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As we’ve mournfully documented, airlines around the world are phasing out their old Boeing 747s in favor of newer, more fuel-efficient aircraft. With Delta and United both having already ended their domestic 747 flights, the Queen of the Skies seems to be nearly disappearing from the skies over the US — at least when it comes to passenger jets.

Hopefully, Lufthansa’s 747-8s and the once-daily Air China 747-8 will keep the distinctive hump in the US for a little while longer. But there’s also another carrier that isn’t quite ready yet to say goodbye to its old 747-400s: British Airways. And the good news is that the airline is now adding the Queen to another US route: Austin, Texas.

Originally turning heads when it launched Boeing 787-8 Dreamliner service to the Texas capital in 2014, British Airways’ move soon paid off. Even though the airline already ran daily flights from London to both Dallas/Fort Worth (DFW) and Houston (IAH), there proved to be enough demand for BA to upgrade its third Texas route from a 787-8 to a rotating cast of 777-200s and 787-9s.

Now, the route is getting upgauged yet again. Starting April 8, the London Heathrow (LHR) to Austin (AUS) route will be served daily by a four-class Boeing 747-400.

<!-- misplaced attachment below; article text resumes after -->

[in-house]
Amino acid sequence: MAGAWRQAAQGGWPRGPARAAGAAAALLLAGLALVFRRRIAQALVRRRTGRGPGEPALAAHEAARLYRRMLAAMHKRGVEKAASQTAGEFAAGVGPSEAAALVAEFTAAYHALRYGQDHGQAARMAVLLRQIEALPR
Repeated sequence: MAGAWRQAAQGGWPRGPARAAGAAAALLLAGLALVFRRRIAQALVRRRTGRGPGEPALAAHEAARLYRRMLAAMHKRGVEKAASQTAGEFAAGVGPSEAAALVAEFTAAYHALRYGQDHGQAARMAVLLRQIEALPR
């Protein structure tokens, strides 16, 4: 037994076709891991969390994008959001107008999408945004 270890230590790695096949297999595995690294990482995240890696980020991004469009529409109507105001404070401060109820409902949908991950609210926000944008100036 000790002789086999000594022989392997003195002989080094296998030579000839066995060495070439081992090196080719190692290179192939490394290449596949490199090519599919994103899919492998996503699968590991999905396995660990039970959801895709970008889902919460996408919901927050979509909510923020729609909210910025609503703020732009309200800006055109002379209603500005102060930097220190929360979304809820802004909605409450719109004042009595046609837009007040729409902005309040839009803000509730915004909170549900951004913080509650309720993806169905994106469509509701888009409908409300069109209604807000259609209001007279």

But if you’re a 747 fan, you won’t have to go out of your way to fly this route, because AUS will join a long list of US airports with British Airways 747-400 service: Boston (BOS), Denver (DEN), Dallas/Fort Worth (DFW), Washington DC/Dulles (IAD), New York City’s JFK, Las Vegas (LAS), Miami (MIA), Chicago’s O’Hare (ORD), Philadelphia (PHL), Phoenix (PHX), Seattle (SEA) and San Francisco (SFO).

The forward part of the 747 upper deck Club World cabin.
The forward part of the British Airways 747 upper deck Club World cabin.

What’s the experience like on-board? Well, British Airways hasn’t taken delivery of a new 747 this millennium, so these aren’t exactly the newest aircraft in the skies. However, of BA’s 36 active 747-400s, half were fully refurbished in late 2015 and into early 2016. Refurbished or not, the experience of being one of the 20 business class passengers on the upper deck is like flying on a private jet across the Atlantic, even if the experience in economy is less special.

For those who want to fly the inaugural, nonstop AUS-LHR fares start at $759 round-trip in economy, $1,585 in premium economy, $4,411 in business or $5,478 in first — or less if you use the AARP discount. However, that’s not going to be your cheapest option to fly to London. Norwegian is selling its Austin to London Gatwick (LGW) flights starting at $482 round-trip or $210 one-way after it begins service on the route on March 27.

H/T: One Mile At A Time

Featured image by Nick Morrish/British Airways.

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